Forum for Science, Industry and Business

Sponsored by:     3M 
Search our Site:

 

Infrared remote sensing to measure the temperature of flames

09.04.2008
Scientists from the Universidad Carlos III of Madrid study the use of optical techniques for the measurement of parameters, mainly of the temperature of the flame, in combustion processes in order to control them automatically, reduce the contamination and increase efficiency.

In airplane engines or in some industrial combustion chambers, combustion reactions take place in extreme conditions of heat and pressure, making these environments too harsh for investigation. Nevertheless, a research group from the Universidad Carlos III of Madrid (UC3M) seeks new methods to improve sensing and data collection in such places.

Esteban García-Cuesta, supervised by Antonio J. de Castro and Inés M. Galván, from the departments of physics and Information Technology (IT) of the UC3M respectively, works in a multidisciplinary project for the recovery of physical properties of combustion processes, more specifically the temperature of the flame. This property is very important since it represents all the chemical information about the reaction. Hence, knowing the temperature, the global status of the reaction could be determined and modified automatically when required.

Castro and his team use computer simulations of optical techniques, in particular the infrared emission spectroscopy of the gases produced in the reaction, such as carbon monoxide (CO), or nitrogen oxides (NOx). These compounds, that have clear infrared emission spectral bands, have been selected by the researchers as the parameters to be measured. The spectral information is mathematically related to the temperature of the flame, allowing for its calculation inside a combustion chamber. However, there is the added complication that the translation of the spectra into a temperature profile exhibits a non linear relationship which Professor Castro considers a significant problem, since different temperatures could have very similar spectra, hence producing multiple answers rather than an unique value for the temperature.

Neural networks

The research team applied the multilayer perceptron neural network to translate the spectral data in to thermal data. Since the spectral measurements are taken in high definition, the required calculations for their interpretation using "machine learning" techniques is very high which reduces the performance. Professor Castro stated that although a lot of spectral data is required to evaluate the spectrum accurately, the excess of information is not suitable for a neural network approach. Hence new filters and extraction characteristic techniques must be developed to allow for a reduction in the number of parameters considered while maintaining the accuracy of the information. For this reason, the researchers apply the networks training as an intelligent process of information selection, in this case wavelengths, in order to extract the physical information required and avoid redundancy. Professor Castro underlines that the way in which the information is presented to the neural network is crucial, and at this precise point is where their research centres.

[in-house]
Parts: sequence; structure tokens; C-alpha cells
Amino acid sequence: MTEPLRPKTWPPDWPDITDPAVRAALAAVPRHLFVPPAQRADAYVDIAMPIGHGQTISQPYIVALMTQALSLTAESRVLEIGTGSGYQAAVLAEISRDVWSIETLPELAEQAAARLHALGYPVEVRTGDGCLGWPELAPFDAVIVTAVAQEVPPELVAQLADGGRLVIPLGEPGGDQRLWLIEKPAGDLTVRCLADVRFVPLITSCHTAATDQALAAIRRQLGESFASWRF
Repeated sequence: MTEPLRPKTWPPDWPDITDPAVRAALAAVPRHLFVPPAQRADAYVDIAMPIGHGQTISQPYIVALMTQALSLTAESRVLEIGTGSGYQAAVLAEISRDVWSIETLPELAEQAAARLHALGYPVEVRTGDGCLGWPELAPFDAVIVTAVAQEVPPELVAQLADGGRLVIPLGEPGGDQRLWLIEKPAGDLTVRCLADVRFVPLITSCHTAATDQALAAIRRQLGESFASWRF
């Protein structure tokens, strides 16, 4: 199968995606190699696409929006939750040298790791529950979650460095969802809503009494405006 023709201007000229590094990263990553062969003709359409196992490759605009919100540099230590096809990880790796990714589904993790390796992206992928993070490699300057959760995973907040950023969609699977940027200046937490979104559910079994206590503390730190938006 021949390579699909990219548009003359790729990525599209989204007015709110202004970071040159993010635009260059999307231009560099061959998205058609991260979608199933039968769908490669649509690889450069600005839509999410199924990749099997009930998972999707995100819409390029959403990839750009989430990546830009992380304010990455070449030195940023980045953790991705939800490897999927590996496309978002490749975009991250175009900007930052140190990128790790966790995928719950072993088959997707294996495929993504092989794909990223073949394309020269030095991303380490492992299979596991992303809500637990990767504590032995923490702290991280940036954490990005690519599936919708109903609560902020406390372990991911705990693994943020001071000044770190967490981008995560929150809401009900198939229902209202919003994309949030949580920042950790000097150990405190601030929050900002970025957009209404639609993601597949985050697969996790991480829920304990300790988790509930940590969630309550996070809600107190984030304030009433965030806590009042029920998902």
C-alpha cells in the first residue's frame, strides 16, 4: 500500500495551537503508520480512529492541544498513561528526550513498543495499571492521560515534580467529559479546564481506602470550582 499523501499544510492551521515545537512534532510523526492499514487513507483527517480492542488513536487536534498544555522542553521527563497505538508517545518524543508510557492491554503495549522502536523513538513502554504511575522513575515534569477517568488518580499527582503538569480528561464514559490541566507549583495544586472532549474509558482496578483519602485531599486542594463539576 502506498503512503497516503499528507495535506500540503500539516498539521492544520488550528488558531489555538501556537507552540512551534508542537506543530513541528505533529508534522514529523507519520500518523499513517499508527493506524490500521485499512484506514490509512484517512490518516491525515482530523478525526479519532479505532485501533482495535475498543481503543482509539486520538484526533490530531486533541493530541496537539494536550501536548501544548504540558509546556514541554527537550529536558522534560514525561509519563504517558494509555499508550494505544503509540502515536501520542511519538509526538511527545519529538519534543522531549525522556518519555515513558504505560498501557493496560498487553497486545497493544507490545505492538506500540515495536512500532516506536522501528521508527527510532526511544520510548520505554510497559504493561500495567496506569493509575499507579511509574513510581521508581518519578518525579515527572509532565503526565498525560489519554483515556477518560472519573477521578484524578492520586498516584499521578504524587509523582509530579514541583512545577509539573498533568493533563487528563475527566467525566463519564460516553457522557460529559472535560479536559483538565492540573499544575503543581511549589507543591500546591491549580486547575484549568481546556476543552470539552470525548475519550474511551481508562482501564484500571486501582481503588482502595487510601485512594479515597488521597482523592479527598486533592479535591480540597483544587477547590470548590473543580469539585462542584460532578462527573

For next stage. these scientists plan to tackle the measurement of spectra in real systems. So far, they have managed to determine theoretical measurements of temperatures with accurate results (about 3 degrees Kelvin more precise at the hottest point of the flame). These computational studies aim to determine the viability of such techniques for the conversion of data.

This temperature monitoring, used in conjunction with feedback systems, could achieve automatic control of the combustion processes. These later systems would receive the information about the combustion reaction, analyse the status of the reaction and feed it back to the system, while possessing the capability to change variables such as the flow of gases and fuel involved, thereby grasping control over the whole process. This would be key for the reduction in the contamination produced and to attain an increased efficiency of the reaction.

The study Multilayer perceptron as inverse model in a ground-based remote sensing temperature retrieval problem has been published in the magazine Engineering Applications of Artificial Intelligence by Esteban García Cuesta, Inés M. Galván y Antonio J. De Castro, researchers at the UC3M.